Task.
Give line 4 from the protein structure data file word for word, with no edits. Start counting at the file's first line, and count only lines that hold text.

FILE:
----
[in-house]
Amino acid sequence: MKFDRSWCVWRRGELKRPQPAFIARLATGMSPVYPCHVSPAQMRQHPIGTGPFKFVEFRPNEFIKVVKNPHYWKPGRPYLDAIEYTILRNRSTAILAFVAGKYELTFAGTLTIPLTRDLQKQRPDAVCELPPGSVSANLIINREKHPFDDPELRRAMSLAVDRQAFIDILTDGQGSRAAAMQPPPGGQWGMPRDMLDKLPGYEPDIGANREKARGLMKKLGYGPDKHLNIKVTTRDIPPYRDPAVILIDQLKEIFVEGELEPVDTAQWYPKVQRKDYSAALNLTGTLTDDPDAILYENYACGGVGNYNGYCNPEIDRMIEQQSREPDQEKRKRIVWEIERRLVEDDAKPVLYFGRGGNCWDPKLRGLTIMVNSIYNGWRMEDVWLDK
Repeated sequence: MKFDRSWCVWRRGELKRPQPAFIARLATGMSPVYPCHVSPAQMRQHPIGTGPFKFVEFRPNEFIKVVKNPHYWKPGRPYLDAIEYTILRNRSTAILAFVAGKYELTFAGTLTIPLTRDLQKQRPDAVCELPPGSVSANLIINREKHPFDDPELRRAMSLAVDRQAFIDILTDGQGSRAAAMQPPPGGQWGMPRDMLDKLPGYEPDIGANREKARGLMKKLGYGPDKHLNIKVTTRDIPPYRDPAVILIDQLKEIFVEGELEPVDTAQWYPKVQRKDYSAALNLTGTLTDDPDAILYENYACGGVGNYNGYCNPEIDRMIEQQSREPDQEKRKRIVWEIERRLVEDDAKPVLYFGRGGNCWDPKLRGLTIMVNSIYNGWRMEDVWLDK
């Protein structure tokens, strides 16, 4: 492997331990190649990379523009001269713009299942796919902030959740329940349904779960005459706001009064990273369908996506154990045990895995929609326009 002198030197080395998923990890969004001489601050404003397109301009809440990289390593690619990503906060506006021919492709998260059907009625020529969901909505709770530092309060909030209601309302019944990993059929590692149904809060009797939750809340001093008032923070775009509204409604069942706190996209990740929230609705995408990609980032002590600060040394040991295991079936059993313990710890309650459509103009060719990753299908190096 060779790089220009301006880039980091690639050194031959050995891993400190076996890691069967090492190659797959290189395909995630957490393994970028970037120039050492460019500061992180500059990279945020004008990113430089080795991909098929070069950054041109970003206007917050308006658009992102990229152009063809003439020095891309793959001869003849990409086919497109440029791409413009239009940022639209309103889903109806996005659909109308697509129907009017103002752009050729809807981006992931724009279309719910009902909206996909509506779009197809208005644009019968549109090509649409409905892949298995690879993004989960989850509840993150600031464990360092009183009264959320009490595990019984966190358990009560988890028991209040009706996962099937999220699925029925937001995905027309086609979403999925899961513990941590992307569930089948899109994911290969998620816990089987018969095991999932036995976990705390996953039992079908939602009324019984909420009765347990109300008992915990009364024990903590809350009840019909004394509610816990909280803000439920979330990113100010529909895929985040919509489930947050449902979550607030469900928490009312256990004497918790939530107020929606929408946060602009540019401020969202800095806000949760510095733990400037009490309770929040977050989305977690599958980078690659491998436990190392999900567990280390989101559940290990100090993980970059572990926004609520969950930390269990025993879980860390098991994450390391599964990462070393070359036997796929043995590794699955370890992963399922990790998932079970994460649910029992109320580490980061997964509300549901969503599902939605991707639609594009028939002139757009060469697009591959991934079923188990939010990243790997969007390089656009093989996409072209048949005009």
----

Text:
């Protein structure tokens, strides 16, 4: 492997331990190649990379523009001269713009299942796919902030959740329940349904779960005459706001009064990273369908996506154990045990895995929609326009 002198030197080395998923990890969004001489601050404003397109301009809440990289390593690619990503906060506006021919492709998260059907009625020529969901909505709770530092309060909030209601309302019944990993059929590692149904809060009797939750809340001093008032923070775009509204409604069942706190996209990740929230609705995408990609980032002590600060040394040991295991079936059993313990710890309650459509103009060719990753299908190096 060779790089220009301006880039980091690639050194031959050995891993400190076996890691069967090492190659797959290189395909995630957490393994970028970037120039050492460019500061992180500059990279945020004008990113430089080795991909098929070069950054041109970003206007917050308006658009992102990229152009063809003439020095891309793959001869003849990409086919497109440029791409413009239009940022639209309103889903109806996005659909109308697509129907009017103002752009050729809807981006992931724009279309719910009902909206996909509506779009197809208005644009019968549109090509649409409905892949298995690879993004989960989850509840993150600031464990360092009183009264959320009490595990019984966190358990009560988890028991209040009706996962099937999220699925029925937001995905027309086609979403999925899961513990941590992307569930089948899109994911290969998620816990089987018969095991999932036995976990705390996953039992079908939602009324019984909420009765347990109300008992915990009364024990903590809350009840019909004394509610816990909280803000439920979330990113100010529909895929985040919509489930947050449902979550607030469900928490009312256990004497918790939530107020929606929408946060602009540019401020969202800095806000949760510095733990400037009490309770929040977050989305977690599958980078690659491998436990190392999900567990280390989101559940290990100090993980970059572990926004609520969950930390269990025993879980860390098991994450390391599964990462070393070359036997796929043995590794699955370890992963399922990790998932079970994460649910029992109320580490980061997964509300549901969503599902939605991707639609594009028939002139757009060469697009591959991934079923188990939010990243790997969007390089656009093989996409072209048949005009």